From the Editor 2020
January 1, 2020
My name is Macklin Caruso and I will be taking the reins as the new editor at Minnesota Flyer.
It is a real honor to work for such a historic Minnesota publication with longstanding ties to the aviation community.
I'll put all of my cards on the table, I am not a pilot. I am however a longtime journalist. As is often the motto with journalism, those who don't can hopefully at least write about it.
That's what I hope to do while working for the Minnesota Flyer. I intend to thrust myself full force into the world of aviation.
You have my word, I am determined to sound vaguely more competent on the topic of aviation than when someone asks what's under the hood of my 2002 Toyota Prius.
Though I am not a pilot, the world of aviation is not totally alien to me. Both of my parents were flight attendants, which meant most of my upbringing was deeply interwoven with the airline industry. Everything I knew as a kid was somehow connected to aviation, though it was much less interesting than any reader of this magazine would care to know. For example, conversations around the family dinner table would typically consist of my dad excitedly ranting about the new Boeing 737's kitchen floor plan.
But it wasn't all bagged peanuts and boxed foods. Meeting my parent's pilot friends as a kid still stands out in my memory. To me, there was no one cooler than a real life airplane pilot.
I don't know if this is my lingering childhood imagination, but I feel like they all had at least one story of being locked in a dogfight during their years as a World War II fighter ace.
Being the son of flight attendants also meant that I did a lot of flying. Of course, as those of you who work for the airlines know, this meant flying standby. If there is any silver lining to flying standby, I guess you could say that it builds character.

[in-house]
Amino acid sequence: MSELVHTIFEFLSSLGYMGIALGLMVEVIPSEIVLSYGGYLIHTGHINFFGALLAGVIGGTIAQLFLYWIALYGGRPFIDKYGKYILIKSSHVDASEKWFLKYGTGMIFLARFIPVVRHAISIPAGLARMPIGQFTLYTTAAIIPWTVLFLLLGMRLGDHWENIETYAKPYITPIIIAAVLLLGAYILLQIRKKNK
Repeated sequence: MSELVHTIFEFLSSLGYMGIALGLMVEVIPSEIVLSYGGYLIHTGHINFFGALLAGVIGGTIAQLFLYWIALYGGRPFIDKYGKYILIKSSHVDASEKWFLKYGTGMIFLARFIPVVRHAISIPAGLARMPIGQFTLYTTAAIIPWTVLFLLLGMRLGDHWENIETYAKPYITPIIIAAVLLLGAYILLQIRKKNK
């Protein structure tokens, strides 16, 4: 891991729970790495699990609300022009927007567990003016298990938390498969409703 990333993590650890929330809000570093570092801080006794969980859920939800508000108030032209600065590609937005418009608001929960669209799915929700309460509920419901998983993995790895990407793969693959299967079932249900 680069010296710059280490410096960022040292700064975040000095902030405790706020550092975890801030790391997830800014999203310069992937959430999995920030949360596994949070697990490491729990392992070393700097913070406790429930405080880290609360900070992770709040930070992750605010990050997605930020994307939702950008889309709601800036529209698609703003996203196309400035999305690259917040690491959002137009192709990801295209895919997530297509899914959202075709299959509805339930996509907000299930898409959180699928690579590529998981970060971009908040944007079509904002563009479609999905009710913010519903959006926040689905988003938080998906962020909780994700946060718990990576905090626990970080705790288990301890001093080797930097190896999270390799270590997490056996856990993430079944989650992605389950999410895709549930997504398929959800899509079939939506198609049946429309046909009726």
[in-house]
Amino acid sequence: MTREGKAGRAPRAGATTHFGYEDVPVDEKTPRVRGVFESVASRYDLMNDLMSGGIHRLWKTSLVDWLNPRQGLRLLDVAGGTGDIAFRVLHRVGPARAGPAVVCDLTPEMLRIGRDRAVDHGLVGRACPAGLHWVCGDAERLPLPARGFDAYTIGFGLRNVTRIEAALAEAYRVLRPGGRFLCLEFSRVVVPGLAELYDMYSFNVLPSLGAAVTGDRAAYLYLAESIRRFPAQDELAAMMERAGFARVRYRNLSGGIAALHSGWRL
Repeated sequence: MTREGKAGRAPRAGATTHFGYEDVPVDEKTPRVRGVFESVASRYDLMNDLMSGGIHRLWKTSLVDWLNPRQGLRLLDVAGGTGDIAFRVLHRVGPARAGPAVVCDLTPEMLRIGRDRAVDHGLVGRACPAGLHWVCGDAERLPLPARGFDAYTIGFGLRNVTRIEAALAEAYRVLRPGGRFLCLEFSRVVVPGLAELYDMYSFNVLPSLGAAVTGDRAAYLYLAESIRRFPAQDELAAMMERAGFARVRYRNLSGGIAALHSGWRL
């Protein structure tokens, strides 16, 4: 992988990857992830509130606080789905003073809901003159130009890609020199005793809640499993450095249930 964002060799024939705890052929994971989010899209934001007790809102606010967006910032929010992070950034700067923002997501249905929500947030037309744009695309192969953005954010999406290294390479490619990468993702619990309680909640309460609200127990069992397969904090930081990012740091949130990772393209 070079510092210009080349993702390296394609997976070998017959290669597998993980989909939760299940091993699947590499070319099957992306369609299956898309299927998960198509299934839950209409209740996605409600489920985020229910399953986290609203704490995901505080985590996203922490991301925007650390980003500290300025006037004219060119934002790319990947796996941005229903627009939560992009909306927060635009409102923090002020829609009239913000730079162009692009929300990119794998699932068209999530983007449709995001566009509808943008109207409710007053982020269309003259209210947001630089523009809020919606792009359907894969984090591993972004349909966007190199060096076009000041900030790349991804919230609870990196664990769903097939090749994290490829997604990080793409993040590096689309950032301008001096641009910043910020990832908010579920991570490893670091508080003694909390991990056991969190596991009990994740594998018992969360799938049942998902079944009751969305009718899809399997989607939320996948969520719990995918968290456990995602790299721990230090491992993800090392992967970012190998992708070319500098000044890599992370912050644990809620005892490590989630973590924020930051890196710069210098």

For those of you who have been afforded full-fare tickets your whole life, flying standby is the art of not paying for a ticket and waiting for an open seat before you can board the plane. It meant that a family vacation to Hawaii could turn into a trip to Topeka, Kansas in a moment's notice. It can give you a cynical outlook from a young age. I often found myself rooting for traffic accidents, a TSA drug seize and medical emergencies, anything that might leave an extra seat open on the plane.
If all went well, 15 minutes before departure the gate agent would call my name. There was the initial hope of being given a window seat, or near the emergency exits, maybe even first class. But reality is drearier than the imagination would let you know. Typically flights were spent neatly positioned between the guy who thinks it's appropriate to wear his Tommy Bahama tank top on a flight and an aging JFK conspiracy theorist.
Anyways I digress. I look forward to documenting the local aviation community for Minnesota Flyer. Like I said, this is mostly uncharted territory for me. If there is anything going on the world of aviation that I should know about, please feel free to contact me.